Hannah, age 15

Public School Student, Massachusetts 

“Ever since COVID started, I had already noticed the uptick in hate crimes against Asian Americans and how they mostly went unnoticed with the news barely covering these attacks. It made me terrified to go outside for a walk or to get groceries with my family being fully aware that I could easily get caught up in one of those events. The growing news and coverage over the last year of these attacks has made me pretty self-conscious about every little thing I do. Every time I’m out somewhere public or in school, I feel like I’m being judged every step I take, and it’s agonizing. Before I went back to school, I do specifically remember talking to my mom about how I was scared that someone was going to bully me at school or say something passive-aggressive and that in the end I wouldn’t know how to react. I still feel that way. Whenever someone is whispering to someone else or staring at me in public or at school, I think the worst. I think that they’re making a snide remark about my race and it makes me anxious. In my opinion, I know it’s impossible to completely stop racism, but we can start by not blaming a single race for everything that’s going on now. It’s just not right.”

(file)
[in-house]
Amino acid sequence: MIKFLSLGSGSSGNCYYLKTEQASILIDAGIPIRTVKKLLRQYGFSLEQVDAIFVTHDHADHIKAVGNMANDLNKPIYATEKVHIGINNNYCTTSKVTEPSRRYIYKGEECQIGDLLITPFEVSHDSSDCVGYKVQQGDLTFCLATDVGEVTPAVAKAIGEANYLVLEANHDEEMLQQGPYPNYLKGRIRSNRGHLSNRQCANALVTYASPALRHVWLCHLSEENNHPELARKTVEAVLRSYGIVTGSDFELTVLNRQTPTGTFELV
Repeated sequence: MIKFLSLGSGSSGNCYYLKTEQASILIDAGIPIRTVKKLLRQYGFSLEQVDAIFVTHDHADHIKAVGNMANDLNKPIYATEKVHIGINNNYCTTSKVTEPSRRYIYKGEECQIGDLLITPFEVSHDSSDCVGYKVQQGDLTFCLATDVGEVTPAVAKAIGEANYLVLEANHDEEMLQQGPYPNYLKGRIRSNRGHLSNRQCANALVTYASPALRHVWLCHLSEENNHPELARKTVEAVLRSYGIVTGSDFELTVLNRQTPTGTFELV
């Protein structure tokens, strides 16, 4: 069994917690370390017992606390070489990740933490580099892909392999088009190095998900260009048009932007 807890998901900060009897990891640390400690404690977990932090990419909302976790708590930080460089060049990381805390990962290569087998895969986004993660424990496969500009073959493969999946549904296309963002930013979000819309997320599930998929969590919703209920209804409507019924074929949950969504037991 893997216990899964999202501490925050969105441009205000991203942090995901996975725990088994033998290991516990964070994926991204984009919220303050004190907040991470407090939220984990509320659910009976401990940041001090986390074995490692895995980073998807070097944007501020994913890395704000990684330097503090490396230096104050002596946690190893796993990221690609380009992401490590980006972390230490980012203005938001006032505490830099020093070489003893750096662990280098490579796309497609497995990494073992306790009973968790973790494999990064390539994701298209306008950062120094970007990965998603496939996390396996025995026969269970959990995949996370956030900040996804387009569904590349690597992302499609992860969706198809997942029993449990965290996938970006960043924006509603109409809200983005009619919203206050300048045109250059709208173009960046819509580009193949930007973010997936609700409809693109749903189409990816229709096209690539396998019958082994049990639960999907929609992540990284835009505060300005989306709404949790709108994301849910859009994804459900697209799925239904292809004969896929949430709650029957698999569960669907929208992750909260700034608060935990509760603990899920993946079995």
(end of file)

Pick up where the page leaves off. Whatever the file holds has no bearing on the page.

Alexis Quan, age 18

Public School Student, Framingham, M.A.